Camera Placement

Now with pictures!

I’ve mentioned in the past that I want to talk more about camera placement.  The question being: is there a right or wrong place to put the camera?  I remember reading an interview with Scorsese some time back where he’s talking about William Wyler.  He says that Wyler “always put the camera in the right place.”  So…what’s right or wrong?  Why can’t we just place the camera somewhere that a) captures all of the necessary action, b) looks more or less compositionally pleasing, and c) doesn’t show too much that is unnecessary?

When I was at the Cinequest film festival awhile back I saw a film, which will remain unnamed, that seemed to always, without fail, place the camera in the wrong spot.  I mentioned this to someone after me and they said, “do you mean that the composition wasn’t good?”  That’s part of it, but more so than that, I think that director and cinematographer had actually placed the mechanism in the wrong area.  It wasn’t about zooming in, tilting up, panning left, or moving the actors.  It was that, given the space, there was at least one location that would have made for a better placement.

Let’s look at a still from a Wyler film.  Here’s one from The Desperate Hours (1955):

I think this is the right aspect ratio…though it might be slightly squeezed in.  Anyway, because we’re talking more placement than pure framing, this should do the trick.  If you don’t know the story of this film it’s one of the earlier true “home invasion” stories.  That’s Fredric March frame right, looking across and with his hand on his wife’s shoulder.  The two men closest two camera and frame left are the intruders (that’s Bogart looking at March).  You’re directing this scene and you need to know a few things: 1) who is bad and who is good (and who, of the “bad” is really “badder”), 2) that there’s a child, who will play a key role in this sequence who will come out from upstairs (though I imagine if you’re director you could change where he enters from), and 3) how many people are in the scene.  Of course there’s more that’s important, but that’ll do it for the time being.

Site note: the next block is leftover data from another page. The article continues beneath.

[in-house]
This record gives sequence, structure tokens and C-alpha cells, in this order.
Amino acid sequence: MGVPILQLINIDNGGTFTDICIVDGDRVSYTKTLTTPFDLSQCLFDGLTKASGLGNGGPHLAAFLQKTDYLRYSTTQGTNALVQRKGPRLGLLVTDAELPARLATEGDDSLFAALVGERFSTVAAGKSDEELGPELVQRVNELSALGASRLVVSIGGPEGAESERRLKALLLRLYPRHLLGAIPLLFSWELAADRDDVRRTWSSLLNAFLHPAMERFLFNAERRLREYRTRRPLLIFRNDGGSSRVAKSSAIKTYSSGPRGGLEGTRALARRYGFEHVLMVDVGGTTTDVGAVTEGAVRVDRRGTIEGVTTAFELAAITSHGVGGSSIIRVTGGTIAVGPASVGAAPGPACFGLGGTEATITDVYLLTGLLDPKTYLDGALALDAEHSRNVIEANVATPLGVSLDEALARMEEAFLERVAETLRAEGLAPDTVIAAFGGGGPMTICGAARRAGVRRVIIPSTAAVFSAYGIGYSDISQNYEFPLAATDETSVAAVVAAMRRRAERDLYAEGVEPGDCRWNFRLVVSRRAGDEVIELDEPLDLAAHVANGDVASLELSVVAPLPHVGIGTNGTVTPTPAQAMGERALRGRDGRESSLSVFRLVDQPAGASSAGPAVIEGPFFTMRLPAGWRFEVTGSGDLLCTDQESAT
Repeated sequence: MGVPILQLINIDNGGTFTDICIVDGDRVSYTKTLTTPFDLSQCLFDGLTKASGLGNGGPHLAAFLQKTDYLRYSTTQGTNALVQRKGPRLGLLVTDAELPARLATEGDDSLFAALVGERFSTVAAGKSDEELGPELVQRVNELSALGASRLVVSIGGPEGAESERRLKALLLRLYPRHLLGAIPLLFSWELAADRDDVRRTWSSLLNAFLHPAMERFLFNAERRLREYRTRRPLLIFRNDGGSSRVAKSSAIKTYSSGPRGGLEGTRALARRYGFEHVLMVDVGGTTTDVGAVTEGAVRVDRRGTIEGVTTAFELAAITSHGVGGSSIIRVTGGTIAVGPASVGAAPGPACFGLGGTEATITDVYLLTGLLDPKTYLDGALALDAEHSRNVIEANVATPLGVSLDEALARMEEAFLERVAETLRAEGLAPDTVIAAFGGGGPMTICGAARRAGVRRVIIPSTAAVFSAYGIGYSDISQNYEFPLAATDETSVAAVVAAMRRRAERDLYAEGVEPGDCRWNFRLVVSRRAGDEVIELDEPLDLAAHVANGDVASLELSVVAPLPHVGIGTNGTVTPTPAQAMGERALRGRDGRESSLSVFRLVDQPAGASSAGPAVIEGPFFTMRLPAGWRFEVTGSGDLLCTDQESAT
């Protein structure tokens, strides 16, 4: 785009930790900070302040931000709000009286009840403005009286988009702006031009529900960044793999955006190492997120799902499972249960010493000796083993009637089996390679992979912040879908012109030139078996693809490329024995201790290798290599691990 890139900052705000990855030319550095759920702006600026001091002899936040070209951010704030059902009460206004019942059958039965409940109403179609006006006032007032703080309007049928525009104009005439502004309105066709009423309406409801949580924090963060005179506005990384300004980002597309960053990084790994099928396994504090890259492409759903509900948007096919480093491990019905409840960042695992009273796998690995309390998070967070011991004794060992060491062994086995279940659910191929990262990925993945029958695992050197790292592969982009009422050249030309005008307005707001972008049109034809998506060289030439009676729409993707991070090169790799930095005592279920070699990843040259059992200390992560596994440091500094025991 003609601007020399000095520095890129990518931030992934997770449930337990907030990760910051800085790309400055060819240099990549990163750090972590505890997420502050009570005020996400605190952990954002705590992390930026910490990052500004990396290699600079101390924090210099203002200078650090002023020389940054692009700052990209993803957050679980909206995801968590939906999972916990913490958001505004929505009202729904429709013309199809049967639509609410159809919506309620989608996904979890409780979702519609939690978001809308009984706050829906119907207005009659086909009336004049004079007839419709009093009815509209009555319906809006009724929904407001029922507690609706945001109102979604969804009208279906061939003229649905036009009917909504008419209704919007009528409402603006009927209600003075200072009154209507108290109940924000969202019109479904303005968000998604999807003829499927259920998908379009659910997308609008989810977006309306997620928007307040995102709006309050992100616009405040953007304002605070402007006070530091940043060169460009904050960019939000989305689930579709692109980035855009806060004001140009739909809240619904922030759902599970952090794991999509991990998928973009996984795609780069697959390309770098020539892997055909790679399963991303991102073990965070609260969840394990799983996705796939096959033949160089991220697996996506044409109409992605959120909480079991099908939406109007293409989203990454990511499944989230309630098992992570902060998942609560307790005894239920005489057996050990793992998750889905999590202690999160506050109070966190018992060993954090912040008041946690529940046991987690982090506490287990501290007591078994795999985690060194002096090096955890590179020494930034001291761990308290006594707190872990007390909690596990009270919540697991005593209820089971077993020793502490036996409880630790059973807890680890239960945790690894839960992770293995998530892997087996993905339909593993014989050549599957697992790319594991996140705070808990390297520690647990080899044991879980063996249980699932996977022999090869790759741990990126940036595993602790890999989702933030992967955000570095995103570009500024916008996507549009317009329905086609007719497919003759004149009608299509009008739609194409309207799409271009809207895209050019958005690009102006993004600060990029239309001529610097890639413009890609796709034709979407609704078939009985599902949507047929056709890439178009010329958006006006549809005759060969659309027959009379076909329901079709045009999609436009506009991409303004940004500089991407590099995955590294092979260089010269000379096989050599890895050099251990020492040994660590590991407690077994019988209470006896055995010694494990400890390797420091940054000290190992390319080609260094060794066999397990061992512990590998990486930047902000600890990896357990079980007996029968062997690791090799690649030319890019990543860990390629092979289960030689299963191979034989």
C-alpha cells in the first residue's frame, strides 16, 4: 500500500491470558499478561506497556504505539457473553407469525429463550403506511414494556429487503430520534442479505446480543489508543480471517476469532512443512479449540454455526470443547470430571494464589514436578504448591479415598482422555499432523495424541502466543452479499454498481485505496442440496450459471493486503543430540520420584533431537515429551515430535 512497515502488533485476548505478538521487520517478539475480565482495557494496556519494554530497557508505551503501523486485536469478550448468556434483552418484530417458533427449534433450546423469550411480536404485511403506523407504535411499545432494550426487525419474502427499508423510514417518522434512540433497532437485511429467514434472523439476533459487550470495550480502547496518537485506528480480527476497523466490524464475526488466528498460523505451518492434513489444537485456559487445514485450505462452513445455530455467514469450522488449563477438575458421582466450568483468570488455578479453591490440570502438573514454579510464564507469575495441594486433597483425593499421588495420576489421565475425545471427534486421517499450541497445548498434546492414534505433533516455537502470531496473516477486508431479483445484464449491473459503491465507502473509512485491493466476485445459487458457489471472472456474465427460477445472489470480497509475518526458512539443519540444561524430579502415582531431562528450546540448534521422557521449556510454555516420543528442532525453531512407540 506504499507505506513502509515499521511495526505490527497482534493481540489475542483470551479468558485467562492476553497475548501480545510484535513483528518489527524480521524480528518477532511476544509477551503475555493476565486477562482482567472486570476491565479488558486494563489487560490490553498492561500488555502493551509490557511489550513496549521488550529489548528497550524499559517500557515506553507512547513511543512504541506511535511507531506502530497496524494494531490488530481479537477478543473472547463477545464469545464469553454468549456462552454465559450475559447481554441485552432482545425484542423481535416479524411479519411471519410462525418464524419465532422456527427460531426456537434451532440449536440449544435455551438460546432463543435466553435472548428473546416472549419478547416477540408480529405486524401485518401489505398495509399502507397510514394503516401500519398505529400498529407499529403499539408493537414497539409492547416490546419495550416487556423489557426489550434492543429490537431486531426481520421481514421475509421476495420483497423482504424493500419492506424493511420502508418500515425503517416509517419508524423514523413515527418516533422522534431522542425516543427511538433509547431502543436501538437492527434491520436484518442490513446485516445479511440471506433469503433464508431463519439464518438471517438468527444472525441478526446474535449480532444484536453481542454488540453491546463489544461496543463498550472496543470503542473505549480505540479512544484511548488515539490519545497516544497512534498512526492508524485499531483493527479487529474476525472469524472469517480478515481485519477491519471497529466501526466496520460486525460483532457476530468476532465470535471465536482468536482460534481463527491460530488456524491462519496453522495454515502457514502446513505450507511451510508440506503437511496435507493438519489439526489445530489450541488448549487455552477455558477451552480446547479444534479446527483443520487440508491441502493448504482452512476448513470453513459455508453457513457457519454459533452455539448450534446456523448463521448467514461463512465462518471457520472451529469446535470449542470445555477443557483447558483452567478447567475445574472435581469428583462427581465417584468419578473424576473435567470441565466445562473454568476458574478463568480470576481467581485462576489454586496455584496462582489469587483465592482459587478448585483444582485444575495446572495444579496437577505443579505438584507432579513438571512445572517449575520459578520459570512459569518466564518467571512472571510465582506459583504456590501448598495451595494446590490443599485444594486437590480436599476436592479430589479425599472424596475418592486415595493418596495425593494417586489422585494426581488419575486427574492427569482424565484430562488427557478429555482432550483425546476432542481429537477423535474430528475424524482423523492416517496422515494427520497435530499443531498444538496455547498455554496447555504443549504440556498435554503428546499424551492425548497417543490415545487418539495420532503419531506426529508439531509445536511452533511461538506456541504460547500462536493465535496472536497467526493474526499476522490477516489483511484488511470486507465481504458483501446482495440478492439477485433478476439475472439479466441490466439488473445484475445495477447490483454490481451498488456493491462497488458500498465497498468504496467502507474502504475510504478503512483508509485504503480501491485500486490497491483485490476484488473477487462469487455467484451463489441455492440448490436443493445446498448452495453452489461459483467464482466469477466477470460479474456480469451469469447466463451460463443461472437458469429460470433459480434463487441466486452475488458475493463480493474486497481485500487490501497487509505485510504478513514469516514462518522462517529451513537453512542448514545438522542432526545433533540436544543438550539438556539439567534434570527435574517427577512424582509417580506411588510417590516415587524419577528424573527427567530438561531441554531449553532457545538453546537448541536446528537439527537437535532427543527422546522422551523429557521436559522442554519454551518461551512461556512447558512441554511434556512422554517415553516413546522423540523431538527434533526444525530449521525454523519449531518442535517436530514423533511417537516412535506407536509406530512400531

Wyler, as you can see, places his camera in a low, wide-angle, emphasizing the depth of the shot (ie there’s someone very close to camera, and also someone very far, both in relative focus).  What does this camera placement do better than say, if we had moved it about eight feet to the right, and looked up in the same wide view?  The latter would have framed everyone more evenly.  We’d be able to see almost everyone’s eyes (a good thing, right).  We’d even be closer to Bogart and March – the stars.

Or, what if we placed the camera up, behind the child?  He’s in the foreground, so we’d get that same depth.  And we’d look down on the action below.  Why not that?